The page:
Here are three other stereotypes I've shed over my years on the religion beat, but which I still witness in the work of others also mining the beat (in no particular order):
All Orthodox Jews are political conservatives
A certain high-profile spokesperson for a leading American Jewish Orthodox organization can best be described as a political moderate, even liberal on some issues, which is saying a lot in his community.
I also know many Israeli Jews who live Orthodox lives who are political liberals, some of them quite well known in the media. They may be religiously observant, but they have little affection for their government led by Benyamin Netanyahu and its continued settlement policies.
Consider this a corollary to my understanding that not all evangelical Christians are politically conservative. Some, for example lean left on economic issues and to the right on moral and social issues.
All Buddhists meditate
Sorry, but there's much more to Buddhist practice than simply sitting quietly.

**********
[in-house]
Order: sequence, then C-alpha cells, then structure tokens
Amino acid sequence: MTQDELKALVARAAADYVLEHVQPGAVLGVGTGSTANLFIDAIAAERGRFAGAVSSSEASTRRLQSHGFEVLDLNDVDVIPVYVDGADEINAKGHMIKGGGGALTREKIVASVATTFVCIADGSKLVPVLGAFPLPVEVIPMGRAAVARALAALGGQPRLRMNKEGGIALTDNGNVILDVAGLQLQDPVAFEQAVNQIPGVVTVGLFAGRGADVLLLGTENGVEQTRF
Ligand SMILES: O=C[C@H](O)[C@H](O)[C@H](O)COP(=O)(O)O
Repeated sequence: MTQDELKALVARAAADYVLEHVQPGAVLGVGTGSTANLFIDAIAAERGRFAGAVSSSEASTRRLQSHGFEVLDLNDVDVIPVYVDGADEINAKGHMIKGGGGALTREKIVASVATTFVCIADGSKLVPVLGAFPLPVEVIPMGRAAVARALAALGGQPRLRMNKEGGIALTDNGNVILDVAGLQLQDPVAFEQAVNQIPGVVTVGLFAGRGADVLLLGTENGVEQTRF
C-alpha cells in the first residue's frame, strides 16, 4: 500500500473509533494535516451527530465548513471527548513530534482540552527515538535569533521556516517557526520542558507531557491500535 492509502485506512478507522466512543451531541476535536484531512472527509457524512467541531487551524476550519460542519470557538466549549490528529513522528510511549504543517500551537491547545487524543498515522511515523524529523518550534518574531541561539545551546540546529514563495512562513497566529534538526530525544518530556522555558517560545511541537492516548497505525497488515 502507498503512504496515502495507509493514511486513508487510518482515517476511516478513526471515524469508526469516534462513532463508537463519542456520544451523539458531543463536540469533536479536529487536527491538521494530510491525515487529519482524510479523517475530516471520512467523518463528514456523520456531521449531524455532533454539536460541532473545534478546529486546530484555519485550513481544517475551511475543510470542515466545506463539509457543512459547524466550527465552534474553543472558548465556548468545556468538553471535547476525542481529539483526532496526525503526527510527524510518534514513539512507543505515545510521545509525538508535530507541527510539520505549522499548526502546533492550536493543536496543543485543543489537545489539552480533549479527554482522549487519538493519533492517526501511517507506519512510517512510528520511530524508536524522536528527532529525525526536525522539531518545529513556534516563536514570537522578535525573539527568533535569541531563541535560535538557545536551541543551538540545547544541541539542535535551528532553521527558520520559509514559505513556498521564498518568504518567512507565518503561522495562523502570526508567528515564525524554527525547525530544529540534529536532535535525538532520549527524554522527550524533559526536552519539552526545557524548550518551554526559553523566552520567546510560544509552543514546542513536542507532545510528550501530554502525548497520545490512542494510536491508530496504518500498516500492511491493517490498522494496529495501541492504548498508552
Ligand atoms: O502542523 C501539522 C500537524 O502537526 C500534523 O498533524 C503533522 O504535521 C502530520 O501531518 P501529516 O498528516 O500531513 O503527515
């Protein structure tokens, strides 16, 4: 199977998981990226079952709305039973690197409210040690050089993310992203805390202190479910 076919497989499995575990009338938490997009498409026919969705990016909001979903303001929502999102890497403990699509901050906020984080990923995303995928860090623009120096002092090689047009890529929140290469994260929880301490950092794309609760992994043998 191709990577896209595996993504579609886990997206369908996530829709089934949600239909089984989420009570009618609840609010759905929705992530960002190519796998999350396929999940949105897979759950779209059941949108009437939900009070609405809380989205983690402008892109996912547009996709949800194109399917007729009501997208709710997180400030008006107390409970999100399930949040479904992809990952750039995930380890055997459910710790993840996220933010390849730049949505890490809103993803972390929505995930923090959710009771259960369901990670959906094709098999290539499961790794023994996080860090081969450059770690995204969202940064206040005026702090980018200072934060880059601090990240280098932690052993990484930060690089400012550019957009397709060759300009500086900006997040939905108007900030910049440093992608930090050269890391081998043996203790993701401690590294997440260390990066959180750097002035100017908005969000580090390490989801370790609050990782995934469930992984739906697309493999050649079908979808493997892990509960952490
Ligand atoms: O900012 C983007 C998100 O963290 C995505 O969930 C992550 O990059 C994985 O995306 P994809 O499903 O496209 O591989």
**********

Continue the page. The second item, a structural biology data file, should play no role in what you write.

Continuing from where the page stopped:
Few ethnic Buddhists, whether from Thailand or Tibet, actually meditate, at least not as most Americans understand the term, generally limited to sitting silently and observing one's thoughts.
Instead, these Buddhists seek to gain merit toward gaining a higher reincarnation or blessings in this lifetime through such practices as studying scripture, repetitive chanting (in truth, just a noisier meditative practice), or making charitable contributions to monks and temples.
Muslims are simply Sunni or Shi'a
C'mon, nothing's simple in the world of religion. Both Sunni and Shi'a have many offshoots, some of which have evolved to be standalone movements in the mode of Protestant Christianity.
By now most Western journalists are familiar with the Alawites, the Shi'a subgroup to which the Syrian presidential butcher Bashar al-Assad belongs. And perhaps even Sufism, Islam's mystical branch (think whirling dervishes).